Similar to Jet Blue: Thai Airways introduced a low-fare option last year called Thai Smile. They operate domestic flights throughout the day and fares are often significantly less than on Thai itself. I got a flight from Bangkok to Chiang Mai in July for $38. Bangkok Airways calls itself Thailand’s Boutique Airline and they are probably the most similar to Jet Blue. They’re a bit more expensive because they’re not supported by the government like Thai Air is. A flight from Chiang Mail to Phuket in July cost me $100. Both of these airlines fly out of Suvarnabhumi Airport (BKK)
Similar to Southwest: Thai Air Asia, Nok Airways and Thai Lion are similar to Southwest in that you have to pay for early boarding and seat assignments. You could sit next to a business person or a backpacker, you just never know who you’ll meet.
The biggest difference between the airlines is which airports they fly out of in Bangkok. The old Don Muang Aiport (DMK) is a very old facility servicing only low-fare airlines only. The airport is slated to undergo massive renovations, but currently the airport is disorganized and there are very, very few amenities. DMK is about a 45 minute trip from BKK and traffic can make the trip much, much longer.
Q. Can I Get VAT Tax refunded?
A. Yes, you can get a VAT refund if you meet these qualifications: On any one day, the goods purchased from an individual participating retailer are not less than 2,000 Baht including VAT, and the total amount being claimed for refund is not less than 5,000 Baht, including VAT. 5,000 Baht sounds like a lot, but it’s not – it’s only about $160 USD. The important thing to note is that you must have your goods with you at the airport so that they can be inspected. The inspection booths recently relocated to the front of the check-in counters. You’ll want to make sure you visit those before going through security.
Q.Is It Safe To Eat Street Food?
A. I wrote a whole post about eating street food in Thailand that you can read, but here’s the gist of it: During one of my first trips to Thailand I got a bit of advice from an Australian who was managing the hotel I stayed at. I asked what the best way was to avoid travelers stomach (upset stomach) when in Thailand.
Of course, you can not drink the water. You shouldn’t really even use it to brush your teeth. But the second piece of advice has perhaps been my saving grace. Be careful, he said, of the type of street food you eat. He recommended not to eat anything raw from the streets, especially shell fish and crustaceans if you’ve not had Hepatitis A vaccine. He also recommended eating from stalls vs. carts. Stalls are known to have better heating/cooking devices and you have a better chance of getting food that is not under-cooked.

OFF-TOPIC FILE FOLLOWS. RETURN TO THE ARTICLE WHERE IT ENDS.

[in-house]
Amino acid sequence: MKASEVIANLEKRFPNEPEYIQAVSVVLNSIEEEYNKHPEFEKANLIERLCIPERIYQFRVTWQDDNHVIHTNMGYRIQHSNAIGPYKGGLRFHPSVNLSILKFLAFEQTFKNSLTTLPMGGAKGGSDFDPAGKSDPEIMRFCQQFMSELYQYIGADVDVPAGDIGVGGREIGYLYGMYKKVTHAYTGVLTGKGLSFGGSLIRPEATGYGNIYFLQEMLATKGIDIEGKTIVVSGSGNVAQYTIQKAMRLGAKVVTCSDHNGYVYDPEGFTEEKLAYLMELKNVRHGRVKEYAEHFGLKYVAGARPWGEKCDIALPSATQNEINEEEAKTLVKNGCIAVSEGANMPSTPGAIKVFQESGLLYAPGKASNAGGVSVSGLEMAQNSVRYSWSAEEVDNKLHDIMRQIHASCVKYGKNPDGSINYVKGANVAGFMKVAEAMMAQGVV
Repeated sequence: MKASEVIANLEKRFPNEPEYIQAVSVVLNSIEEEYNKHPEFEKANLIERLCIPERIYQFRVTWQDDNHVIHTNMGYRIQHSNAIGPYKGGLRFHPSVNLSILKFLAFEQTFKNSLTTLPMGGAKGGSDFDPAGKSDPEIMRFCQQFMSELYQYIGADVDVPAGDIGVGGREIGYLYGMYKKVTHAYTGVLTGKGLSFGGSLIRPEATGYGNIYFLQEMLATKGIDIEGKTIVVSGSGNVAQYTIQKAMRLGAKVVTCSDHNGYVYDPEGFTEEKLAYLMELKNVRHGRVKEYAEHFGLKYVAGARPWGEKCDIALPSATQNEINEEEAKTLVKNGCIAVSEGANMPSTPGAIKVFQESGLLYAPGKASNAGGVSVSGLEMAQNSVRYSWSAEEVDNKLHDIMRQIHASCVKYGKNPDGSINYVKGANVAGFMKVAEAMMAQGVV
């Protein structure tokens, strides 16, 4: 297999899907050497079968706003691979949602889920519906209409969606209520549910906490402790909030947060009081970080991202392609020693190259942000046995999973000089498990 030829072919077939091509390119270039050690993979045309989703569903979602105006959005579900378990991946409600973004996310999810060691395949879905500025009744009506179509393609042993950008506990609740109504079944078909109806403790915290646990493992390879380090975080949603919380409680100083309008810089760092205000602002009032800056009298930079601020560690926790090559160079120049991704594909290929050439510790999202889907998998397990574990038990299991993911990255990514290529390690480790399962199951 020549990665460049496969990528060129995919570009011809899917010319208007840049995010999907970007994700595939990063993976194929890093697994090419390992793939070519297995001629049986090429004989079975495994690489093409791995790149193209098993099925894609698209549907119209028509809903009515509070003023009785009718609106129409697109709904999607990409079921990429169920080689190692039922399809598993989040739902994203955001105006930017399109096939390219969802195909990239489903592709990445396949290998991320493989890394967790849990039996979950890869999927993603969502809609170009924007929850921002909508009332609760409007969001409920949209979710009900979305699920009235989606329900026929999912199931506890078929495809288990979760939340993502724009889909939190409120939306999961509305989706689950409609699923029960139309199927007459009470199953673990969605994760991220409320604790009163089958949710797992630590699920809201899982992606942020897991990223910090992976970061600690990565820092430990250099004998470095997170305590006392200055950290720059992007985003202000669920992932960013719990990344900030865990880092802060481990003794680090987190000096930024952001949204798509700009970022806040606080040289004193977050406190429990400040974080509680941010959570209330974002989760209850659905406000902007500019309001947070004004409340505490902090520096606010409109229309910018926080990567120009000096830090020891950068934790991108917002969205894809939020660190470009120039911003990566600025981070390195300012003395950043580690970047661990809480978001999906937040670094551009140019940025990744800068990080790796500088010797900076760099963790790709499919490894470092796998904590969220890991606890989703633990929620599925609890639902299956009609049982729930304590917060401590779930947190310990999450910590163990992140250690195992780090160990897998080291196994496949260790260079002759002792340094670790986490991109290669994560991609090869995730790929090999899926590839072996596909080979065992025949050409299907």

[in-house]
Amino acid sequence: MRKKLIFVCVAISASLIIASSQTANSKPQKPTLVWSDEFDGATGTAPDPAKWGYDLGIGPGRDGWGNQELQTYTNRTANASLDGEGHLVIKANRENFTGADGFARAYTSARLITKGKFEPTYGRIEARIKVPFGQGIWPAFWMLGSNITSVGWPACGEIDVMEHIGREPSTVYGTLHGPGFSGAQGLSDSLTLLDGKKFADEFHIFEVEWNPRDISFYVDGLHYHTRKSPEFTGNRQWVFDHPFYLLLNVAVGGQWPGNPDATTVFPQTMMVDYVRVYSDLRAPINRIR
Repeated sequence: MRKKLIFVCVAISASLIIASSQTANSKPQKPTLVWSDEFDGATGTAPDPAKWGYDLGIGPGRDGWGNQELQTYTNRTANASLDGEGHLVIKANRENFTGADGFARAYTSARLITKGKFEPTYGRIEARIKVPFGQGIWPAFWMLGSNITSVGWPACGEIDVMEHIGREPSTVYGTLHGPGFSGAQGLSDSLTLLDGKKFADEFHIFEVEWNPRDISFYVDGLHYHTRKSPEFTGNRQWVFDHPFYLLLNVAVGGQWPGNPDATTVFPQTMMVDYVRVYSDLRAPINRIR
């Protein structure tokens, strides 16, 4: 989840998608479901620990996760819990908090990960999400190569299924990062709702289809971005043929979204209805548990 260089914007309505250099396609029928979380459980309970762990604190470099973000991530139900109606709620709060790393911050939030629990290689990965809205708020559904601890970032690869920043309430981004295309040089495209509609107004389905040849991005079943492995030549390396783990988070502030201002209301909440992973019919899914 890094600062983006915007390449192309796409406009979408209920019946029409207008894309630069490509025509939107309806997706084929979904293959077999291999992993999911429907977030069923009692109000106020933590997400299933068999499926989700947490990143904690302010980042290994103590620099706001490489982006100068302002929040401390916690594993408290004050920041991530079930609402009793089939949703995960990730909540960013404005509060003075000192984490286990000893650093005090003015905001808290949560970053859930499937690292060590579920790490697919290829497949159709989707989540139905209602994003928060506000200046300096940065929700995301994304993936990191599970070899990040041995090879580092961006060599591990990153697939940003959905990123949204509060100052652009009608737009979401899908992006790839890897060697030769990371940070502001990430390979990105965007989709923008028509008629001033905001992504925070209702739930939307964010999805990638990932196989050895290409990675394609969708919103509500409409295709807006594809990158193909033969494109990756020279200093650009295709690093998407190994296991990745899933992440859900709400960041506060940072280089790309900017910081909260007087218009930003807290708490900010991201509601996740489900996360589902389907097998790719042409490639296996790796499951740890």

Q. What Should I Bring With Me?
A. Lots and lots of bug spray. The CDC recommends using products with DEET to help protect against mosquito born illnesses. Depending on where you are and what type of accommodations you’re staying in, you should wear bug spray all day. I found the Off Clip On repellent to be helpful, especially at night. Now, it doesn’t have any DEET, but it’s a great extra layer of protection.
I always bring Spray Sunscreen with me. You will not find it anywhere in Thailand. You should also bring any over-the-counter items you might need while abroad.
Bring you prescription medications and make sure you have enough for a few days worth of delays – just in case. While it’s easy to get medicine on the black market in Thailand, you have no idea what you’re getting. I have a friend who works for the DEA based in Thailand and she’s often said that fake drugs from China and other countries are rampant in Thailand. Her personal recommendation to me was to always buy over-the-counter drugs like Tylenol at large retailers like Boots. The small mom and pop pharmacies are much more likely to have received bad drugs. To be safe, bring what you need.
Q. Are There Any Laws or Rules That I Should Know About?
A. Yes, there are many local laws that you should be aware of. If you run into trouble abroad, you should contact the Embassy for assistance. In Thailand, there are some specific things you should know. It is a crime to speak negatively about the King or use his name in vain. It is a jailable offence and many people are arrested every year for this crime. Even though it is everywhere in Thailand, Prostitution is illegal and in recent years there have been raids on clubs and bars. Using drugs like Marijuana is also illegal – don’t end up on “Locked Up Abroad” by doing something stupid!
What questions do you have about Traveling to Thailand?